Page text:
Contextual interpretation specialist Gary M. Burge (1952) finds that the Apostle John’s interest in spiritual victory in the previous section led him to develop a specific reconciliation. In chapter four, verse seven and onward, John urged that Christian maturity (anchored in a correct understanding of God’s love and commitment) should result in a loving, reconciled community. Such an experience of God’s love results in rebirth and victory, victory even over worldliness. But should we pursue such a resolution at all costs? Should passionately held beliefs be set aside if there are differences of opinion? As he did in 1 John 4:9-10, John refuses in 5:5b-12 to let these affirmations about God and community healing drift away without a Christological anchor. Only through the Anointed One’s incarnation and sacrifice can we gain a clear, undistorted view of God’s commitment to us. Therefore, regeneration and ethical inspiration must be theologically informed, and christologically centered.[28]

Emphasizing the Apostle John’s call to Christian fellowship, Bruce B. Barton (1954) has the Apostle John ask the rhetorical question, “Who can win this battle against the world?” He follows it with John’s answer, “Only those who believe that Jesus is the Son of God.” Thus, verse five confirms verse four with a triumphant affirmation. Those who believe that Jesus is the Son of God are the only ones who will win this battle against the world so permeated with false, anti-Christian teachings by holding fast to their faith in Jesus as God’s Son. In fact, they will win the battle, no matter what form it may take. Believers have faced false teachings, persecution, assault on the church through the ages and will continue to encounter them. But no matter how strong these powers may seem, those who trust in Jesus the Anointed One have already decided and won the battle. That confidence cannot be overcome by any worldly power because, as John already stated, “He who is in you is greater than He who is in the world.”[29] [30]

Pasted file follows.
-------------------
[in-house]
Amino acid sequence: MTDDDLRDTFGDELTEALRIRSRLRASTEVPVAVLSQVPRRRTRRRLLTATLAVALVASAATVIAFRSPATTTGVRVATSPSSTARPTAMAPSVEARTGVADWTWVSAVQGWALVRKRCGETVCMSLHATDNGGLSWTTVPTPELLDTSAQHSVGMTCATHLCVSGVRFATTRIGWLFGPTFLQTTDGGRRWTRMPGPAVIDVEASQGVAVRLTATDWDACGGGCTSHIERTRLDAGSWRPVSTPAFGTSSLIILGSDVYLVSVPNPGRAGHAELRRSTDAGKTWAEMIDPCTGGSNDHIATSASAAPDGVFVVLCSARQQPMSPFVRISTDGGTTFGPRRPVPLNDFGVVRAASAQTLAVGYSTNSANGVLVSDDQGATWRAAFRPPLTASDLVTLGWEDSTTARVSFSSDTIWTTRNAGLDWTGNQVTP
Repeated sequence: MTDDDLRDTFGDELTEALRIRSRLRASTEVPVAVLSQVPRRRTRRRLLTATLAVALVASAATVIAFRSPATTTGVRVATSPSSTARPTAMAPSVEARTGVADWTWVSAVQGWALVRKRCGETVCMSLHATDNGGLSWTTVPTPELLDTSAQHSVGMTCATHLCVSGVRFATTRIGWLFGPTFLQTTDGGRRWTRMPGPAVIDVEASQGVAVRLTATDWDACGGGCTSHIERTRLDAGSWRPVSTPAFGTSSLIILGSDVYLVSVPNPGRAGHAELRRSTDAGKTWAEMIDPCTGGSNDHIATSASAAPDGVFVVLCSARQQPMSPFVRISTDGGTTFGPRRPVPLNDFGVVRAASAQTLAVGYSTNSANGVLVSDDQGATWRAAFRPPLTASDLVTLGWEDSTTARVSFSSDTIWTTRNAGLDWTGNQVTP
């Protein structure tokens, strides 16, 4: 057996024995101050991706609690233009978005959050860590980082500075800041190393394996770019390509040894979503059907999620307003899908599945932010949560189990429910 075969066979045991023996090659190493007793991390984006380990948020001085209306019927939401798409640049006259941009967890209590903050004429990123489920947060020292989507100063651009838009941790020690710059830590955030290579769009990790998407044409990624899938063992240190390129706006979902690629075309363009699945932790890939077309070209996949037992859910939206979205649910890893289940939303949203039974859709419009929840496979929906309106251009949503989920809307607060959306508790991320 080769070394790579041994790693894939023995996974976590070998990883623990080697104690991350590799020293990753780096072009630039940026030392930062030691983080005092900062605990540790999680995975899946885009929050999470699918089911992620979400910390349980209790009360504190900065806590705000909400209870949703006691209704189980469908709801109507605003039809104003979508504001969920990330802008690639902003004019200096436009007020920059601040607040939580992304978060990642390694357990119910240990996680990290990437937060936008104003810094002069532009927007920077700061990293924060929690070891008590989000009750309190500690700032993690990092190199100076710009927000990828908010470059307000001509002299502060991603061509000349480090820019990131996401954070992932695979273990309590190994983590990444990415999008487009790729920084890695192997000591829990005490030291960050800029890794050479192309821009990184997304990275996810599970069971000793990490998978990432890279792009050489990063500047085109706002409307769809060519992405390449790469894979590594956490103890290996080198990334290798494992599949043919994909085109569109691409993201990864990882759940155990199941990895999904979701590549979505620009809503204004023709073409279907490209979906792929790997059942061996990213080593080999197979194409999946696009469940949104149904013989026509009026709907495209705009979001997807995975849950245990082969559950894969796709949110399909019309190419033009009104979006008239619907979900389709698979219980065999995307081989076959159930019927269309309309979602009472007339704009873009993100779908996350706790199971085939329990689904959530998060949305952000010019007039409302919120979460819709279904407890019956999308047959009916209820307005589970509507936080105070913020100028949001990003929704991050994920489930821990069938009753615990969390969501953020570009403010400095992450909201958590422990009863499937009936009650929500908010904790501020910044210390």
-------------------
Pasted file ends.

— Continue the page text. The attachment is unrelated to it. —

[1] Walls, Muncia: Epistles of John and Jude, op. cit., p. 84

[2] Eaton, Michael: Focus on the Bible, 1,2,3 John, op. cit., pp. 176-177

[3] See Romans 8:37-39

[4] John 16:33

[5] Jackman, David: The Message of John’s Letters, op. cit., p. 143

[6] Philippians 2:10

[7] Carter, Dr. John W. (Jack). 1,2,3, John & Jude: (The Disciple’s Bible Commentary Book 48), op. cit., pp. 120-121

[8] See 1 John 4:2

[9] 1 John 1:3, 7; 2:22–24; 3:23; 4:9-10, 14; cf. Holtzmann 1908: p. 354; Loader 1992: p. 62

[10] Ibid. 3:7-8; 4:15

[11] John 1:34, 49; 11:27

[12] Yarbrough, Robert W., 1-3 John (Baker Exegetical Commentary on the New Testament), op. cit., pp. 277-278

[13] Cf. 1 John 3:3; 4:1, 16; 5:1, 5, 10, 13

[14] Cf. 5:9-10

[15] Cf. 1 John 2:22, 23; 5:1, 5

[16] Ibid. 2:18-19; 4:1-3; cf. 2 John 1:7

[17] Ibid. 5:1

[18] Kruse, Colin G., The Letters of John (The Pillar New Testament Commentary), op. cit., loc. cit., Kindle Edition

[19] 1 John 2:22

[20] John 16:33

[21] Revelation 11:7; 13:7; 17:14

[22] Witherington, Ben III. Letters and Homilies for Hellenized Christians: A Socio-Rhetorical Commentary on Titus, 1-2 Timothy and 1-3 John, op. cit., loc. cit., Kindle Edition

[23] Cf. 1 John 4:15

[24] 1 John 5:20

[25] Ibid. 5:10x2; 12; 13x2; 20x2

[26] Ibid. 2:23; 5:1; cf. 3:23

[27] Lieu, Judith: The New Testament Library, I, II, & III, op. cit., pp. 207-208

[28] Burge, Gary M., The Letters of John (The NIV Application Commentary), op. cit., pp. 200-201

[29] 1 John 4:4

[30] Burton, Bruce B., 1, 2, & 3 John (Life Application Bible Commentary), op. cit., pp. 108-109

About drbob76

Retired missionary, pastor, seminary professor, Board Certified Chaplain and American Cancer Society Hope Lodge Director.